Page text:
The UN Environment Program Just Declared Meat the Worlds Biggest Problem! Heres How We Can Solve It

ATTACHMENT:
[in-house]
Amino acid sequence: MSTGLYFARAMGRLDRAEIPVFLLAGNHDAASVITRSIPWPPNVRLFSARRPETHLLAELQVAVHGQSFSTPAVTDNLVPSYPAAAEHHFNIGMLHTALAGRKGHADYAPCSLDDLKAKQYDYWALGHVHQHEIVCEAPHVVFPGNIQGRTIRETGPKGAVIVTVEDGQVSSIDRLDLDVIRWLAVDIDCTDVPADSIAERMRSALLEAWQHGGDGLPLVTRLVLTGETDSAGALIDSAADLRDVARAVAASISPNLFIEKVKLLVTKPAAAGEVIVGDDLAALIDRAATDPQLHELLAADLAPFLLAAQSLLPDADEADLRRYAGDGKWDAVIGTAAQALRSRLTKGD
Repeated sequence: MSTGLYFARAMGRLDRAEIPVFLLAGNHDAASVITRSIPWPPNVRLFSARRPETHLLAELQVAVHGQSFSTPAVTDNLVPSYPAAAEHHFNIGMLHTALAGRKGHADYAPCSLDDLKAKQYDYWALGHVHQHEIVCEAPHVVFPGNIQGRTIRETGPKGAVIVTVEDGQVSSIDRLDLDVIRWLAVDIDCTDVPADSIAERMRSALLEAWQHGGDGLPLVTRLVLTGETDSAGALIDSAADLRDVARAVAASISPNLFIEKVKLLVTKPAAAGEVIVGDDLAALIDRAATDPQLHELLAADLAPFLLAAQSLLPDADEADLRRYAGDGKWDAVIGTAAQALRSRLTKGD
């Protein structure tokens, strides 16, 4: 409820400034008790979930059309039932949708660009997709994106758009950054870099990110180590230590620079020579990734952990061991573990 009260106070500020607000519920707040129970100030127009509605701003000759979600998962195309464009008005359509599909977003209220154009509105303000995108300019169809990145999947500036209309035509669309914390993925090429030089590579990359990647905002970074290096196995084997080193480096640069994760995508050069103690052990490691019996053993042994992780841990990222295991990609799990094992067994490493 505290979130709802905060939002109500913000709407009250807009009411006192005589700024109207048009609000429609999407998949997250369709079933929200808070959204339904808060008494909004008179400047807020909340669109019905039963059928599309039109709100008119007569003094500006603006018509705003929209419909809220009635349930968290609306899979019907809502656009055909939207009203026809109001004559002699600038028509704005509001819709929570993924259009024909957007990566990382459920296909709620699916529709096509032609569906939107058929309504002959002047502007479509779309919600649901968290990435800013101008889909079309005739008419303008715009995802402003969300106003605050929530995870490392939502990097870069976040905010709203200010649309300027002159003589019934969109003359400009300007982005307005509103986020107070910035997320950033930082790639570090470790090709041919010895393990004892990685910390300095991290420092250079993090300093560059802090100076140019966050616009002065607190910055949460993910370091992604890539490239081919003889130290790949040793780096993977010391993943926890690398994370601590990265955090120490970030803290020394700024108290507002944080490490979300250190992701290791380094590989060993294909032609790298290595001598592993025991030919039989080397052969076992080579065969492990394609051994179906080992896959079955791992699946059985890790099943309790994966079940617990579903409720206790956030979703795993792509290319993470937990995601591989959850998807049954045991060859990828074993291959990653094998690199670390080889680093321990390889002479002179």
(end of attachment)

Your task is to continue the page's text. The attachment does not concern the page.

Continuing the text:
The Writer - s Toolbox This site makes grammar a piece of cake. It makes style easy as pie. (But it won't teach you how to avoid cliches!) If you want to learn more about the real rules of writing–rules that will help you in the classroom, the workplace, and beyond, Type and Applicat out The Writer's Toolbox! You may have Dont share that article. Think for yourself. that writers frame the titles of other works in various ways. Maybe you’ve seen those other works’ titles framed in quotation marks, but maybe you’ve also seen them framed in italics and even underlined. So, with all of these ways to frame titles, what is the correct method? The answer: it depends. This article will explain the three title framing methods and how to differentiate between them. One Caveat: Style Guides And Writing in Specific Academic Formats. Before continuing this discussion of title formats, I must mention one caveat: this article (and my approach) follows with the approach of the Modern Language Association (MLA), the format typically used in English literature and many other disciplines in the Type and Applicat arts. The Art Assignment takes side trip into physical realm styles, like that of the American Psychological Association (APA), have different rules for handling titles, so if you are writing for a course or a discipline requiring APA format (for example, social sciences like Sociology or Anthropology), make sure to consult an APA style guide. For all other writing situations, I find that following the MLA style creates increased clarity and consistency. (But hey–I’m an English professor, so I’m biased!) Speaking of style guides, Purdue OWL (Online Writing Lab) has both an MLA and APA guide. These online style guides are edited to keep them up to date as the MLA and APA adopt new changes: Anyway, back to quotation marks and italics. Here is the rule of thumb for making this decision: The Title Rule of Thumb: Use “quotation marks” for shorter component works, and use italics (or underlining ) for longer works (which often include component works). What do I mean by “component works”? Here is an example: In Stree box office collection Day 1: Rajkummar Rao starrer is off to a great start IllustratedI read an article entitled “Making the Cut,” which discusses the challenges faced by collegiate athletes looking to enter professional sports. Sports Illustrated is the larger work (a collection of many articles), while the article, “Making the Cut,” is the component work. This is also true of other forms: Larger whole: A Poetry Anthology (the larger collection): ( italicize ) Component: A poem in that anthology (the component work) (quotation marks) Example: The Norton Anthology of American Literature includes Frost’s poems “Design” and “Mending Wall”–two of my favorites. Books and Novels. Larger whole: A novel ( italicize ) Component: A chapter title from the novel (“quotation marks”) Example: My book, Myths We Learned in Grade School Englishincludes a chapter entitled “The Myth of the Run-On Sentence.” Newspaper Titles. Larger whole: A newspaper ( italicize ) Component: An article in that newspaper (“quotation marks”) Example: The article “What’s Wrong with Education in the The Art Assignment takes side trip into physical realm appeared in last Sunday’s Washington Post . There are a few exceptions. (Of course there are–the Grammar Gods can’t make things too easy for us!) An epic poem (which you might think of as a book-length poem): italicize (even if it is a component of a larger collection) A novella or short book: italicize ( even if it is a component of a larger collection) Still, even these exceptions follow the rule of thumb, since they might have their own component chapter titles, which–as expected–would be placed The Art Assignment takes side trip into physical realm quotation marks. Underlining is simply another way of italicizing. In handwriting, underlining stands in place of italics, since italicizing is difficult to do in handwriting, especially if one’s handwriting is already slanted to the right like italics. In past decades, style manuals for organizations like the Modern Language Association (MLA) required underlining–even in typed documents–for book titles and other titles that we italicize today. However, with the increased precision and font varieties of word-processing programs, we can italicize these titles. In fact, italics is often preferred since it has a cleaner, less distracting look than underlining. Still, if you are producing a handwritten document like an in-class essay exam, underline in place of italics. In addition to publication titles for books, newspapers, etc., this is true for other applications of italics such as writing foreign words, emphasizing words with additional intonation, or writing about a word as a word. Many websites do Lets embrace technology, not discourage it вЂ“ The Shield include an italics feature. For example, italics are not (yet?) available on Facebook posts and comments. (This is actually one huge pet peeve I have with Facebook–they need italics!) In the meantime, there are a few options when your range of punctuation or font editing tools are limited. One option is simply to put the normally italicized material in quotation marks. I do this with book titles. In some cases, such as adding intonation to a word, you might just try ALL CAPS–although in “normal” writing, using all caps represents SCREAMING or YELLING–which is stronger than the intonation that italics represent. Still, most people understand that since there are no italics on sites like Facebook, using all caps is allowable The Art Assignment takes side trip into physical realm intonation. Now, as far as underlining titles is concerned, hard-nosed sticklers will place The newsonomics of life after newspapers go solo вЂ” and new intrigue in L.A. underscore symbols both before and after a book title (or any normally italicized title) to show the italics/underlining: I read _Moby Dick_ for the first time. It was much more fascinating than I thought it would be. But I just think that looks strange. Ever aware of my audience, I don’t hesitate to use quotation marks in place of italics in informal online communications like Facebook posts: I read “Moby Dick” for the first time. It was much more fascinating than I thought it would be. This makes sense, in terms of audience. Chances are, those underscore-obsessed sticklers don’t even have Facebook accounts. (They are too busy watching early-twentieth-century French Impressionist films while tastefully sipping obscure expensive wines from the quaint countryside of W herever .) I lost count long ago of the times when students would (erroneously) put their own essay titles in quotes. Remember: use quotation marks only when referring to the title of some outside work within your own writing. If it’s your essay or article title, it is framed as a title by virtue of being capitalized and/or in a larger font at the top of the first page. These framing conventions also depend on the writing context and the rhetorical situation. For example, the title of this article (yes, the one you’re reading right now) is in a larger font, but it also uses capital letters. However, in a formal essay for a college course, the student should not write the title in a larger, bolder font (although they should capitalize most words in the title). Now, if you are referring to another work that you wrote, then treat that title as the title of another work by placing it in either quotes or italics. For example, if I am talking in this article about my book, Myths We Learned in Grade School EnglishI write it in italics to show that it is another work–even if it’s one of my own works. The next article explains some nitty-gritty quotation mark matters. For example, how should we frame a quote within a quote? Are long quotations handled differently from short quotations? How can we introduce quoted lines of dialogue? If you’re burning to know the answers to these questions (and I know you are!), then stay tuned. Christopher Altman is passionate about bringing the art of effective writing to everyday Americans. In addition to writing this blog, Mr. Altman produces and hosts The Writer’s Toolbox Podcast, and he is currently developing a number of book projects that examine the role of language in popular media and everyday life. His book, Myths We Learned in Grade School Englishexplores how adult writers can overcome the false writing rules learned in childhood. When he is not writing or teaching, Mr. Altman enjoys grilling out and savoring the mild summers of Central New York, where he is a professor of English at Onondaga Community College (Syracuse, NY).